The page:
YENG Guiao has always had a keen eye for talent - that uncanny ability to spot diamonds in the rough and turn them into gems.
That gift has been one of Guiao's biggest legacies in over three decades as a head coach, helping launch to stardom a long line of players that include Lordy Tugade, Beau Belga, Junthy Valenzuela, Jimwell Torion and Larry Fonacier, just to name a few.
Just as impressive are the imports who had played for him, a list that includes 'The Hurricane' Tony Harris, the rock-solid Ronnie Thompkins, Duke alum Tony Lang, and Scott Burrell - a teammate of the great Michael Jordan in the mult-titled Chicago Bulls teams of the nineties.
His ability to spot good imports has served Guiao well: All his six PBA championships came in import-laden conferences.
Asked about his unique gift, Guiao, a longtime race horse owner, spoke in equine terms, saying one look at an import's conformation (which in horse racing refers to ' the degree of correctness of a horse's bone structure, musculature, and its body proportions in relation to each other) and he has a fairly good idea how good he is.
"Sa conformation pa lang, alam mo na," Guiao told SPIN.ph, recalling how he grew excited upon seeing Harris emerge from the airport tunnel in oversized jeans and the confident gait of a Kentucky Derby winner.
Curious, we asked the unconventional coach to list down the five best imports to ever play for him and Guiao, predictably, proved unpredictable with his choices, leaving out both Lang and Burrell and putting in a former Rain or Shine import who has since turned into a mortal enemy.
He also listed down among his 'honorable mentions' someone named Derrick Canada, an import most people in the league will find hard to remember. It turned out he played under Guiao during his brief spell as coach of the defunct Pepsi Mega team.
But leaving out Lang and Burrell?
"He was good. I think he led us (at Red Bull) to an 11-game win streak when he was here," Guiao said of Burrell, "but he disappeared in the playoffs, in the games that mattered."
Asked about Lang, Guiao hinted the two-time NCAA champion with the Blue Devils was 'a little soft' for his liking.
That should give you a fairly good idea on the barometer Guiao used to pick his Mythical Five: It's the tough, fearless, physical players who hold a special place in this fiery coach's heart.
Here's his list:
1) LEWIS LLOYD
The seven-year NBA veteran had a forgettable stint with Pop Cola in the PBA, but he apparently made quite an impression on Guiao who fondly remembered how smooth, intelligent and skilled Lloyd was.
"Ma-abilidad at magaling talaga," was how Guiao described the 6-6 swingman, a teammate of Hakeem Olajuwon with the Houston Rockets for three seasons before he and ex-Ginebra import Michelle Wiggins were banned by the NBA after testing positive for cocaine.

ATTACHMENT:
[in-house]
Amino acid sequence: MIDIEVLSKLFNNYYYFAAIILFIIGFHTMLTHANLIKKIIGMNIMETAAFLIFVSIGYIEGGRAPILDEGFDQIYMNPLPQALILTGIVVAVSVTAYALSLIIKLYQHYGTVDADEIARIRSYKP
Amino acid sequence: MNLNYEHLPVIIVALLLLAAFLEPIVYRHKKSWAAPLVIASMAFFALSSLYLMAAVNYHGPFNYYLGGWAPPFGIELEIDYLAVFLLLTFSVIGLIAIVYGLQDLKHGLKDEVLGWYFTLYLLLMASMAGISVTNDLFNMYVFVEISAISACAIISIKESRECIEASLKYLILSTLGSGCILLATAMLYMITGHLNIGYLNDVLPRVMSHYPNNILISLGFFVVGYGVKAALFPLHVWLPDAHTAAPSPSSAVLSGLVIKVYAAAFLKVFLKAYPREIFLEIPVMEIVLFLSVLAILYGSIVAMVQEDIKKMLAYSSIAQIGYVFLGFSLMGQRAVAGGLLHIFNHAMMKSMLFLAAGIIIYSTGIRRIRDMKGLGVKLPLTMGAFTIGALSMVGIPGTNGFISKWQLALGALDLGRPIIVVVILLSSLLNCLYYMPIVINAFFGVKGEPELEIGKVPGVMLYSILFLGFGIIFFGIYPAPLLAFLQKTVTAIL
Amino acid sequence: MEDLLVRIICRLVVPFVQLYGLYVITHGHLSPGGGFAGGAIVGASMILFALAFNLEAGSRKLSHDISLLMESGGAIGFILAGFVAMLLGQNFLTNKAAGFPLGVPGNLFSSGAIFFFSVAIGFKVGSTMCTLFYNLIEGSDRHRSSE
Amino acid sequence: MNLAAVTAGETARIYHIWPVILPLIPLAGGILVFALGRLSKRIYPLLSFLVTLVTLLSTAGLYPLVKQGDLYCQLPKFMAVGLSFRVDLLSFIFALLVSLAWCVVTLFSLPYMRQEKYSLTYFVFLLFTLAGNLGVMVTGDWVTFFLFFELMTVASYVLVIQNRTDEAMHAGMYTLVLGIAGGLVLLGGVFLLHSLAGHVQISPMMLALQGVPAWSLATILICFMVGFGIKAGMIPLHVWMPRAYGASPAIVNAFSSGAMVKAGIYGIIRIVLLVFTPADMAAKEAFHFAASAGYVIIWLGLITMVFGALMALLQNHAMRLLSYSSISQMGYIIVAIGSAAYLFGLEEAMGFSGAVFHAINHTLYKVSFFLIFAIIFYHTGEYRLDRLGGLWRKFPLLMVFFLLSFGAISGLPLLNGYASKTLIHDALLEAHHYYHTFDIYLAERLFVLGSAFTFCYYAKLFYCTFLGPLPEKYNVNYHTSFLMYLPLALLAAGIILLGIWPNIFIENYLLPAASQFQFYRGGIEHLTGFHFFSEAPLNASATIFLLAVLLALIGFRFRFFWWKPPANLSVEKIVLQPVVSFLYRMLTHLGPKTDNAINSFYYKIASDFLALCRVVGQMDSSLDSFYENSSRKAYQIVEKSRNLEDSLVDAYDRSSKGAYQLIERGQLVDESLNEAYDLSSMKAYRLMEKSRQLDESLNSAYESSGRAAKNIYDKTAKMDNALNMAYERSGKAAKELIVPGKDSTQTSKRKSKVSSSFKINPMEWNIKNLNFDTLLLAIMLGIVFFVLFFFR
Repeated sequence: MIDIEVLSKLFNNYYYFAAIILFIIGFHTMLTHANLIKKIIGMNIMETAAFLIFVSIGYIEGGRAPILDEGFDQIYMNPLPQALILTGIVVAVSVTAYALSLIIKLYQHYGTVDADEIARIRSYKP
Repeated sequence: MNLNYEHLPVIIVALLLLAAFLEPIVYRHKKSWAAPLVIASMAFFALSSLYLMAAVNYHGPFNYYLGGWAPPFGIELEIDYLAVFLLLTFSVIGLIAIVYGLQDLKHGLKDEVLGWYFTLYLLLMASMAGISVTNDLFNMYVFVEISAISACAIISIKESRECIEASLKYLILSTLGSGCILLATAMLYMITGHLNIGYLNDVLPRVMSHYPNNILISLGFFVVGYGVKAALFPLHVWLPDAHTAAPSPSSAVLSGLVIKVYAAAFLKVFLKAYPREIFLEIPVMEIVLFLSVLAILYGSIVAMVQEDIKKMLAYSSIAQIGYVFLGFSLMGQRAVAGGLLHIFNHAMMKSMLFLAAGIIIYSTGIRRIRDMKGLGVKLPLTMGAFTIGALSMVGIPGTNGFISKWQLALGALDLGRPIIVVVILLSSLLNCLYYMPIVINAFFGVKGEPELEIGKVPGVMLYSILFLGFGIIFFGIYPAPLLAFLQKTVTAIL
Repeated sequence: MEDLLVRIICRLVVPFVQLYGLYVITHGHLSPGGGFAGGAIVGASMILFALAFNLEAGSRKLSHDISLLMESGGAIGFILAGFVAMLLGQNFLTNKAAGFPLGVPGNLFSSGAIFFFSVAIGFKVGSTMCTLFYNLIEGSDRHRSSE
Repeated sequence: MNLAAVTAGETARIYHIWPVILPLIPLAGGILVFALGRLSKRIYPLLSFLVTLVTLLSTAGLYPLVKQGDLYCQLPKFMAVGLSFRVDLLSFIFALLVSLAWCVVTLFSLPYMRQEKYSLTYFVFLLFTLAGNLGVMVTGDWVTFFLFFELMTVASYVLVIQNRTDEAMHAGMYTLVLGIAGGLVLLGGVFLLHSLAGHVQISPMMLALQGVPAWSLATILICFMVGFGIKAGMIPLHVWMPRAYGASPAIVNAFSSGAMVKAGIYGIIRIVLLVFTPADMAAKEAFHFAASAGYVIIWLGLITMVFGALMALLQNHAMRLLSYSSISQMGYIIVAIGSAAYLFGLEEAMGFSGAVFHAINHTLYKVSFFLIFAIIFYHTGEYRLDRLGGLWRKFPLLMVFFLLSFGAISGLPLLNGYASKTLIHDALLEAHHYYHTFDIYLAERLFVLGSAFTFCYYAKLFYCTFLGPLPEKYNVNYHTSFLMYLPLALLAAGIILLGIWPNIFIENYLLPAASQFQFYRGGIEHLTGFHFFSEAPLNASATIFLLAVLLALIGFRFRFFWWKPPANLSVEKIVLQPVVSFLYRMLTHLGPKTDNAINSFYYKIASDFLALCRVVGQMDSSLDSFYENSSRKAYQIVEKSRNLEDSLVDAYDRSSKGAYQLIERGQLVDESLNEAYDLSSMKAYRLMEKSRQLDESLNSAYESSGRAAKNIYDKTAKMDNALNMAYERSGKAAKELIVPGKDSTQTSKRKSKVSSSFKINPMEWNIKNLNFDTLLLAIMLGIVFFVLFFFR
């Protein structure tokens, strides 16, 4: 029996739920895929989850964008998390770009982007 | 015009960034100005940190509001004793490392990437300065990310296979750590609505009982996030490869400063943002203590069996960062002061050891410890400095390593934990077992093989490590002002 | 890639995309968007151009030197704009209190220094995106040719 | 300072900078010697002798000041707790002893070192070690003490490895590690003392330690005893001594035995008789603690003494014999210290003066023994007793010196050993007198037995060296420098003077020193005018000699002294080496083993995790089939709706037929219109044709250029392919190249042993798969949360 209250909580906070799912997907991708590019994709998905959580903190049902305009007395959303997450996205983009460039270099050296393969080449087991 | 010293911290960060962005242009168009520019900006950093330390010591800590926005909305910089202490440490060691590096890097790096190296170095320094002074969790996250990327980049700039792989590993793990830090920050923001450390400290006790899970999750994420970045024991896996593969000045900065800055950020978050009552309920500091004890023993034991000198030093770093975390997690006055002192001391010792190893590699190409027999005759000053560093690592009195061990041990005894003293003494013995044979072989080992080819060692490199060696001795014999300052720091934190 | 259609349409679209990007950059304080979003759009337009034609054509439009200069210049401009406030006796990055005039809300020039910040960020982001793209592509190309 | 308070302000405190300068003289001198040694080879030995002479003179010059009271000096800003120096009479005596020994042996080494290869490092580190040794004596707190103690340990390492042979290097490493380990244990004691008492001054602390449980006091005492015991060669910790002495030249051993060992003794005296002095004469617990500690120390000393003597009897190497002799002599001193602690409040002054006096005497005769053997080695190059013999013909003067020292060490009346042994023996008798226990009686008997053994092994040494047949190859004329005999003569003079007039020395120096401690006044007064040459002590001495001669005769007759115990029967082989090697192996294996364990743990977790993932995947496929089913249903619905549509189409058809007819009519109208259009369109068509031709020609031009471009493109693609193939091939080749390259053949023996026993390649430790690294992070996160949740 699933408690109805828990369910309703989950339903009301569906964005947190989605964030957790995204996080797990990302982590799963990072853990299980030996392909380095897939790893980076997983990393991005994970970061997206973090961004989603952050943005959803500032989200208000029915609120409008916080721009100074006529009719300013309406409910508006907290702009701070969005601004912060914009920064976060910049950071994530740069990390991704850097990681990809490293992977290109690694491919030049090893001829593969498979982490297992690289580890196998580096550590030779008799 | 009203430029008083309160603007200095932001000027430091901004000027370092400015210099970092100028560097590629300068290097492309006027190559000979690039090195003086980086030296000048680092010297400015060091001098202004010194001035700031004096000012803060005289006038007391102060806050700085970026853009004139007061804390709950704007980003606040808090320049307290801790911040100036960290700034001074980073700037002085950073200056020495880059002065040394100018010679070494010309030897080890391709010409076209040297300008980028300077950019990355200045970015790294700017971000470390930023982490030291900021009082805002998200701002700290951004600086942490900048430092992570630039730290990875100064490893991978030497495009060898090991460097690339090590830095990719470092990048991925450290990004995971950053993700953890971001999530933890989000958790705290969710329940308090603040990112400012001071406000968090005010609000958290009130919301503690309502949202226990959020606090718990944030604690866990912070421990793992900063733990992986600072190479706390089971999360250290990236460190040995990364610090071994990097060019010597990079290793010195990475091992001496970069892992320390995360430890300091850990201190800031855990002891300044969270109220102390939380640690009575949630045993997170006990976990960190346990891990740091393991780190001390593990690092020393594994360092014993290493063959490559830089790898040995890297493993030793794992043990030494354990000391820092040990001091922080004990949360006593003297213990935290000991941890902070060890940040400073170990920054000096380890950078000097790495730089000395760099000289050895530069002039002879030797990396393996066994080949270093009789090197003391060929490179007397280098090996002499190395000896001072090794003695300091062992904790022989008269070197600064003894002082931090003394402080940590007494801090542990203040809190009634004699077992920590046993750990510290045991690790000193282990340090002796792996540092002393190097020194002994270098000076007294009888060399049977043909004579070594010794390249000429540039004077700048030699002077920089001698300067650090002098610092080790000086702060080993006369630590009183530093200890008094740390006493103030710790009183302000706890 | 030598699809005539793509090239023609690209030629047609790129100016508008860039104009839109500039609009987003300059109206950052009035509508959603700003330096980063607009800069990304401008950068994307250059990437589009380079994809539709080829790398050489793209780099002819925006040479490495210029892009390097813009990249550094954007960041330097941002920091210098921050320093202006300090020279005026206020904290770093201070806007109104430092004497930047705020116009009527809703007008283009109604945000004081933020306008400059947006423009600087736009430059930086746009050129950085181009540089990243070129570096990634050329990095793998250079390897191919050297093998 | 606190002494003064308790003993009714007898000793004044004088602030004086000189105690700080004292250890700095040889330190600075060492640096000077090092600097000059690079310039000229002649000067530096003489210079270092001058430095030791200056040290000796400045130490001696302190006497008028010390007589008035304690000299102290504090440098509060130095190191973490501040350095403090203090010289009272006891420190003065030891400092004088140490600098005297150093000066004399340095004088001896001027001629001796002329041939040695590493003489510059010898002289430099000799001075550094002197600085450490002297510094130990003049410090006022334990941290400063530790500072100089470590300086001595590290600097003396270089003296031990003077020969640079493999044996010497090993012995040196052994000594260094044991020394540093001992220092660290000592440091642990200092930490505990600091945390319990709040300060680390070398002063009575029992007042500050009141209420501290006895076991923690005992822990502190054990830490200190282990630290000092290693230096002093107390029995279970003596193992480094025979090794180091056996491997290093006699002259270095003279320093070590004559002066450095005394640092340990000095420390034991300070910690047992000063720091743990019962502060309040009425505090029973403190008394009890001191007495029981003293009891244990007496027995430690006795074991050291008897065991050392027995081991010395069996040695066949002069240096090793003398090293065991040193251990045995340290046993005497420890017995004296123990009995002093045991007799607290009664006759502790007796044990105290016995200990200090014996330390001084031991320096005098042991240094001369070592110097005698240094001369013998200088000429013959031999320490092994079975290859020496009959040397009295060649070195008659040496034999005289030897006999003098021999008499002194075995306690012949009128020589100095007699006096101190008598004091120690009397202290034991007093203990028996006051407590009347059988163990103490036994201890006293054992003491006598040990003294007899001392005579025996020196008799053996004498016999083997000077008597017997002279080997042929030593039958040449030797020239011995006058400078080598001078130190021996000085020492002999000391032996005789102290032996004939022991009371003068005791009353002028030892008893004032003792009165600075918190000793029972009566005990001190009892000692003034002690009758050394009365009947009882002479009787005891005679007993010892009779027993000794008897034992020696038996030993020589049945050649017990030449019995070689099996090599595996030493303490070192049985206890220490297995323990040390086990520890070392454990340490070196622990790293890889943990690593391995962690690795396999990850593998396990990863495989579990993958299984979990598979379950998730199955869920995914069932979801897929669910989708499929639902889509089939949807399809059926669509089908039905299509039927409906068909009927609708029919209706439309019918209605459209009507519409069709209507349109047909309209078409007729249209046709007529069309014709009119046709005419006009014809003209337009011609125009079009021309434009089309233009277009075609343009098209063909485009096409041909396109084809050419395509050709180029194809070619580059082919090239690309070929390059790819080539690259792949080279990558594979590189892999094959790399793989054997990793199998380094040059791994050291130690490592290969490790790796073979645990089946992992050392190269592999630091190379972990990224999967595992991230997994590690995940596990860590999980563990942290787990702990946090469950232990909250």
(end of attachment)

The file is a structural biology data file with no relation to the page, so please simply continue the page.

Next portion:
Just as memorable was Lloyd's strange behavior, said Guiao who would rather keep his mouth shut on this one.
"Interesting guy," he said.
2) RONNIE THOMPKINS
Certainly one of the toughest imports to play in the PBA, Thompkins is remembered for chasing Ricky Relosa all the way to the Shell bench during a 1993 fracas as much for leading Swift to the championship in the first-ever Commissioner's Cup that season.
The 6-6 journeyman is blessed with the unique combination of strength and a feathery touch from the perimer, not to mention a wide wingspan. A two-way player, but you can by now guess what quality endeared him to Guiao.
"Palaban," Guiao said. "He didn't back down from anybody."
Thompkins was banned from the PBA in 1996 after testing positive for marijuana while playing for Purefoods. He died seven years later at the age of 36, reportedly of a heart attack in a New York hotel room.
3) TONY HARRIS
'The Hurricane' Harris put his name on the PBA record books with a 105-point game in Swift's 151-147 win over Ginebra in a road game in Iloilo City on October 10, 1992 - a feat that may never be broken in the pro league for generations to come.
Guiao said he hasn't seen a scorer in the PBA that was better than the flamboyant Harris, who led Swift to the 1992 Third Conference championship while thrilling Filipino fans with his three-point bombs and aerial artistry.
"There were a lot of good imports over the years, like Bobby Parks," Guiao said, "but Tony was the best scorer I've ever seen."
4) WAYNE CHISM
When Guiao left out Lang from this mythical team, the outspoken coach said he is more impressed with Chism, who, unlike Lang, has yet to bring a championship to the multi-titled coach.
"Wayne is the more complete player, I think," said Guiao. Letting out a smile, the multi-titled coach also pointed out that Wayne should've won a championship for Rain or Shine in last year's (Commissioner's Cup) finals if not for 'that Game Seven' against Talk 'N Text.
"He's also a fighter," Guiao added.
5) AZ REID
Yes, Reid made Guiao's Top Five, notwithstanding that verbal spat and elbowing incident in last year's Governors Cup that turned the import and his former coach into enemies. And notwithstanding the fact that the two-time Best Import awardee led San Miguel to the championship at Rain or Shine's expense.
Asked why the import made his elite list, Guiao responded, 'Okay naman si AZ,' perhaps thinking that putting him on his all-time list is enough compliment for a player who he expects to cross swords again late this season.